D-29 is an integrated EW suite of MiG-29 and first of its kind active with the Indian Air Force, i.e. featuring an embedded directional jammer system. Developed by DRDO Defence Avionics Research Establishment (DARE) labs, D-29 is also an example of hybrid Indian experiments that involves integration of equipment of multiple origins on the same platform. The DRDO D-29 EW includes a combination of RWR, Electronic Counter Measures (ECM) and Electronic Support Measures (ESM) components designed to identify and neutralize threats in flight. The indigenous Tarang Mk II Radar Warning Receiver (RWR) is employed to track sources of Radio Frequency (RF) illumination to offer situational awareness to the pilot. The integrated Digital Radio Frequency Memory (DRFM) based Italian Elettronica ELT-568 Self Protection Jammer (SPJ) allows jamming of Ku-band seeker of incoming radar guided missiles and S-band radars, safeguarding the aircraft in combat missions.

The jammer works on cross eye jamming principle. Cross-eye jamming is an electronic attack technique that induces an angular error in the radar by artificially creating a false target and deceiving the radar into detecting and tracking it. The system mainly consists of Unified Receiver Exciter Processor (UREP modified to suit the requirements of D-29), Solid State Transmit / Receive Unit (SSTRU) with Active Array Unit (AAU) and a liquid cooling system. Presently, there is no effective anti-jamming method to counteract cross-eye jamming.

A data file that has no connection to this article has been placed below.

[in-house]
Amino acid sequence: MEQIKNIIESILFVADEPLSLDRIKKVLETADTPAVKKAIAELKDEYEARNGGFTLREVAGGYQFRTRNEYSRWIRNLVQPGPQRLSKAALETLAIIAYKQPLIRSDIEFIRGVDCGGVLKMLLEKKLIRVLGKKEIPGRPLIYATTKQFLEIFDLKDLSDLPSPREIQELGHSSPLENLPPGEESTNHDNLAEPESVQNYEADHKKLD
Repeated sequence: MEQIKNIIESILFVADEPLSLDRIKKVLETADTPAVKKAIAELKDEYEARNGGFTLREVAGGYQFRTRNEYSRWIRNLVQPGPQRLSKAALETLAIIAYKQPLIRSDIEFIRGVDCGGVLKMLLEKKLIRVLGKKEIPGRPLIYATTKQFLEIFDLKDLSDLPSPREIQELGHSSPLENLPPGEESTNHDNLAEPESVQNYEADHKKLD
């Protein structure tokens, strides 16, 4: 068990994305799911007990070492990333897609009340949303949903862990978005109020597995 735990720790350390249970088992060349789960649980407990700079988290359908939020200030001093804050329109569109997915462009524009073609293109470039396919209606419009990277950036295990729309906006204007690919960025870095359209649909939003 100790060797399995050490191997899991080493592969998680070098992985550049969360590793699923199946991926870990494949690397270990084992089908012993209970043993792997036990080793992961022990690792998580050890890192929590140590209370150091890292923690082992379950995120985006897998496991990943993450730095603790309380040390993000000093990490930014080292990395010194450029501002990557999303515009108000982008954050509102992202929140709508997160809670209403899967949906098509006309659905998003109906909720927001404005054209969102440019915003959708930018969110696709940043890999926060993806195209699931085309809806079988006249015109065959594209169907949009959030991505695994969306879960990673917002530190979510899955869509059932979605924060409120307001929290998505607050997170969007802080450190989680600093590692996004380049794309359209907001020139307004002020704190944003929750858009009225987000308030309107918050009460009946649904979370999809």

Sukhoi/HAL Su-30MKI

Dubbed as the first line of defence, Su-30MKI is the most abundantly available fighter aircraft in the Indian Air Force. Inducted in 2004, the Indian customized Su-30MKI is an air superiority fighter with 250+ units in service. The aircraft is also suitable for precise Strike missions, as the twin seat configuration allows the Weapon Systems Officer (WSO) to manage the air-to-ground munitions more comfortably. The aircraft features a long range Phased Electronically Scanned Array (PESA) radar. Alongside radar, it features technological advancements over the basic Su-30 and Su-27. Twin AL-31F turbofan engine Thrust Vector Control (TVC) supported nozzles makes it a highly maneuverable beast.

The air-to-air weapon package is also very suitable for its field of combat operations. Newly inducted Astra, alongside RVV-AE/SD and R-27R/ER/AE provides good combat capability in Beyond Visual Range (BVR). The aircraft's Electronic Warfare suite is flexible with provisional addition of hardware on external hardpoints. Here, we look at the airborne jamming pods available with Su-30MKI: